Two solar eruptions expand side-by-side into space in this movie, playing out in front of the ESA/NASA Solar and Heliospheric Observatory, SOHO, on 1–2 July 2013.
The eruptions were coronal mass ejections, or CMEs, huge clouds of magnetised plasma ejected from the Sun's atmosphere – the corona – and launched into interplanetary space.
CMEs comprise millions of tonnes of gas and race away from the Sun at several million kilometres per hour.
In the event shown in this movie, one small CME slowly emerges directly above the Sun as seen by SOHO. Shortly after, a much larger, faster event bursts from the left, and together the CMEs expand into space.
The larger event was likely triggered as a solar filament became unstable and lifted away from the Sun. Filaments form in magnetic loops and suspend cool, dense gas above the solar surface.
From above, filaments appear as dark lineaments against the hotter surface below, but in profile they form giant glowing loops called prominences. When their magnetic fields become unstable, they can trigger flares or CMEs.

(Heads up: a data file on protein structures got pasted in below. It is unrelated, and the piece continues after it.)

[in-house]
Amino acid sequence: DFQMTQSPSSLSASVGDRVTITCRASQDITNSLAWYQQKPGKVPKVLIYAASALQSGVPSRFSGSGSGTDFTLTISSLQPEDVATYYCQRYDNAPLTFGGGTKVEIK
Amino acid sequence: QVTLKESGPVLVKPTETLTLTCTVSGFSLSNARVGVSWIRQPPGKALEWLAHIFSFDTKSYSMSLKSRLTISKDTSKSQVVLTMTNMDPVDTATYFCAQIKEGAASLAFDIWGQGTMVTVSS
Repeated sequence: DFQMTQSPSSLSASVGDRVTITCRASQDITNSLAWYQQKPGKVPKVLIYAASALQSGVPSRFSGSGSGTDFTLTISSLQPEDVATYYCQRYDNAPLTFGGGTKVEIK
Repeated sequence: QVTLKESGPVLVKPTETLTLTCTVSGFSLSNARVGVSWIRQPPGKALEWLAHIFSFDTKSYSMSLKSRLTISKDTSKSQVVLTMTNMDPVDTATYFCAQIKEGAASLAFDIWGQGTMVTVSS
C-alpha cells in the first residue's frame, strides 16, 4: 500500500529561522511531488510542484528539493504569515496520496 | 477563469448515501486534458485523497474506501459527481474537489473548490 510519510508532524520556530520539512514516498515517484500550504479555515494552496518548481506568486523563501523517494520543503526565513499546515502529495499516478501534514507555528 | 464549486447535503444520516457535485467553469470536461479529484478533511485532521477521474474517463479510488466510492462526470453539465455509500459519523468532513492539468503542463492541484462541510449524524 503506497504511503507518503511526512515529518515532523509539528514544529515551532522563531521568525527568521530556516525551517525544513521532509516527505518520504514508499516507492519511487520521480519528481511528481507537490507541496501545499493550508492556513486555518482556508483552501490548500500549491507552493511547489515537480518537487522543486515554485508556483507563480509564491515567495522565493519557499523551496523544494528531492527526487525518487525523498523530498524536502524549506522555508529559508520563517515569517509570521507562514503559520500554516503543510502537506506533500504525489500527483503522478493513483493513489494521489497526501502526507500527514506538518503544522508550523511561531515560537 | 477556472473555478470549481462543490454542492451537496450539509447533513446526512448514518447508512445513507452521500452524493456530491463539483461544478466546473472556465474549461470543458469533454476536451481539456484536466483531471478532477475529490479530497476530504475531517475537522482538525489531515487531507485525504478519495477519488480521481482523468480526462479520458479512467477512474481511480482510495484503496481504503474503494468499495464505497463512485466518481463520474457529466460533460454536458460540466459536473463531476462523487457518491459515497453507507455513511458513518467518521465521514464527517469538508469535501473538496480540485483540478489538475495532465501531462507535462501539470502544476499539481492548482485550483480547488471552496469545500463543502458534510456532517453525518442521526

Neither of these two CMEs interacted with Earth but when other events like these do, even a glancing blow to the planet's magnetic field can ignite spectacular natural light displays – aurora – over the poles.
But in the most extreme events CMEs can cause much trouble, initiating geomagnetic storms that can result in regional power outages and communications blackouts.
The shaded disc at the centre of the image is a mask in SOHO's LASCO instrument that blots out direct sunlight to allow study of the faint details in the Sun's corona. The white circle added within the disc shows the size and position of the visible Sun.
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